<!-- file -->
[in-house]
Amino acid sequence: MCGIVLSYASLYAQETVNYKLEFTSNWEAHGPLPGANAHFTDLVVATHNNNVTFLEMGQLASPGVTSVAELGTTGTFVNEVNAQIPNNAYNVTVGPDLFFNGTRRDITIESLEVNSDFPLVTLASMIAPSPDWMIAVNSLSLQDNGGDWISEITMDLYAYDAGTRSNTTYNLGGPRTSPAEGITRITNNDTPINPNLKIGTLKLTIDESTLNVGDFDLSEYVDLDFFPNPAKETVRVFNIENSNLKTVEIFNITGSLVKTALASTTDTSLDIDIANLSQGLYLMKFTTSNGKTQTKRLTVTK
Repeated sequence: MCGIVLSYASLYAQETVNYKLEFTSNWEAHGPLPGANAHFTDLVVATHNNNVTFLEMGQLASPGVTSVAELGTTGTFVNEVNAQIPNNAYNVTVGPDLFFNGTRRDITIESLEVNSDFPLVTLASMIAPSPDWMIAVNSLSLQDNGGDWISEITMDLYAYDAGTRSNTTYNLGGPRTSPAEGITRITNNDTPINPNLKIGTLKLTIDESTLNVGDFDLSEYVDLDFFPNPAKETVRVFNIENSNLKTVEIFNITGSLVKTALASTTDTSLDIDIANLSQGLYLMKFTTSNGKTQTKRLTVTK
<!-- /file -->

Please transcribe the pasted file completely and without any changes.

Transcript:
[in-house]
Amino acid sequence: MCGIVLSYASLYAQETVNYKLEFTSNWEAHGPLPGANAHFTDLVVATHNNNVTFLEMGQLASPGVTSVAELGTTGTFVNEVNAQIPNNAYNVTVGPDLFFNGTRRDITIESLEVNSDFPLVTLASMIAPSPDWMIAVNSLSLQDNGGDWISEITMDLYAYDAGTRSNTTYNLGGPRTSPAEGITRITNNDTPINPNLKIGTLKLTIDESTLNVGDFDLSEYVDLDFFPNPAKETVRVFNIENSNLKTVEIFNITGSLVKTALASTTDTSLDIDIANLSQGLYLMKFTTSNGKTQTKRLTVTK
Repeated sequence: MCGIVLSYASLYAQETVNYKLEFTSNWEAHGPLPGANAHFTDLVVATHNNNVTFLEMGQLASPGVTSVAELGTTGTFVNEVNAQIPNNAYNVTVGPDLFFNGTRRDITIESLEVNSDFPLVTLASMIAPSPDWMIAVNSLSLQDNGGDWISEITMDLYAYDAGTRSNTTYNLGGPRTSPAEGITRITNNDTPINPNLKIGTLKLTIDESTLNVGDFDLSEYVDLDFFPNPAKETVRVFNIENSNLKTVEIFNITGSLVKTALASTTDTSLDIDIANLSQGLYLMKFTTSNGKTQTKRLTVTK